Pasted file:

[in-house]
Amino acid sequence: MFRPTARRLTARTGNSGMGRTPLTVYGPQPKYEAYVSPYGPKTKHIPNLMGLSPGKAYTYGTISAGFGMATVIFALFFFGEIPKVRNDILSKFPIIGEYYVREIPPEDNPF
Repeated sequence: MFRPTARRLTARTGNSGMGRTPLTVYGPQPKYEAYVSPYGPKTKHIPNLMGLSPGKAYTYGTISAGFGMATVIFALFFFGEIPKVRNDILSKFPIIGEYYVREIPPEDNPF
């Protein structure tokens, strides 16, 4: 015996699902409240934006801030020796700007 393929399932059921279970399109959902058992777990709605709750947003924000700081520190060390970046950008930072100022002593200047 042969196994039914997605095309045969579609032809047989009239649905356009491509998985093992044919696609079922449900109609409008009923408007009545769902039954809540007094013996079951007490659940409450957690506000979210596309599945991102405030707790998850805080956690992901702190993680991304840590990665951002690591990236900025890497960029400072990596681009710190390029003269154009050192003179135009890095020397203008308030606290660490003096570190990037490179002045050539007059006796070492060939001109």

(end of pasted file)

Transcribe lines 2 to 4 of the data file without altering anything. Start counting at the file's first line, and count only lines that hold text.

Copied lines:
Amino acid sequence: MFRPTARRLTARTGNSGMGRTPLTVYGPQPKYEAYVSPYGPKTKHIPNLMGLSPGKAYTYGTISAGFGMATVIFALFFFGEIPKVRNDILSKFPIIGEYYVREIPPEDNPF
Repeated sequence: MFRPTARRLTARTGNSGMGRTPLTVYGPQPKYEAYVSPYGPKTKHIPNLMGLSPGKAYTYGTISAGFGMATVIFALFFFGEIPKVRNDILSKFPIIGEYYVREIPPEDNPF
């Protein structure tokens, strides 16, 4: 015996699902409240934006801030020796700007 393929399932059921279970399109959902058992777990709605709750947003924000700081520190060390970046950008930072100022002593200047 042969196994039914997605095309045969579609032809047989009239649905356009491509998985093992044919696609079922449900109609409008009923408007009545769902039954809540007094013996079951007490659940409450957690506000979210596309599945991102405030707790998850805080956690992901702190993680991304840590990665951002690591990236900025890497960029400072990596681009710190390029003269154009050192003179135009890095020397203008308030606290660490003096570190990037490179002045050539007059006796070492060939001109």